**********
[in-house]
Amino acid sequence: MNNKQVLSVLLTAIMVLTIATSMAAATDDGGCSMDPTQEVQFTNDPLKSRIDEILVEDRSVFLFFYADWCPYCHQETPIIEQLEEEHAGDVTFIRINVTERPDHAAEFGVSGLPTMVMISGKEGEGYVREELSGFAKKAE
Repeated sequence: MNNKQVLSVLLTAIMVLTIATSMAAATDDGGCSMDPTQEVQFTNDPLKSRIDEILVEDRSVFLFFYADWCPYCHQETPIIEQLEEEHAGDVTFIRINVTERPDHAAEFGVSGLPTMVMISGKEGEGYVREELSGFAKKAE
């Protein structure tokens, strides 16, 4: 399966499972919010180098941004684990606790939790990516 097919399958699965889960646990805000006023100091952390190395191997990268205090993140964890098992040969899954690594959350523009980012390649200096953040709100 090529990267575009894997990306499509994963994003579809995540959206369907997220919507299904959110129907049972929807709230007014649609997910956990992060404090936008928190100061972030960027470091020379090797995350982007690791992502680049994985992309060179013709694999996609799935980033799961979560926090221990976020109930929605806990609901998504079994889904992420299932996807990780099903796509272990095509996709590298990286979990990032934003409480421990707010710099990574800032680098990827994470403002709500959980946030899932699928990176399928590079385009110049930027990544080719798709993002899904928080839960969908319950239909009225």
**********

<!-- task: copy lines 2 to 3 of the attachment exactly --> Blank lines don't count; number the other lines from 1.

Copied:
Amino acid sequence: MNNKQVLSVLLTAIMVLTIATSMAAATDDGGCSMDPTQEVQFTNDPLKSRIDEILVEDRSVFLFFYADWCPYCHQETPIIEQLEEEHAGDVTFIRINVTERPDHAAEFGVSGLPTMVMISGKEGEGYVREELSGFAKKAE
Repeated sequence: MNNKQVLSVLLTAIMVLTIATSMAAATDDGGCSMDPTQEVQFTNDPLKSRIDEILVEDRSVFLFFYADWCPYCHQETPIIEQLEEEHAGDVTFIRINVTERPDHAAEFGVSGLPTMVMISGKEGEGYVREELSGFAKKAE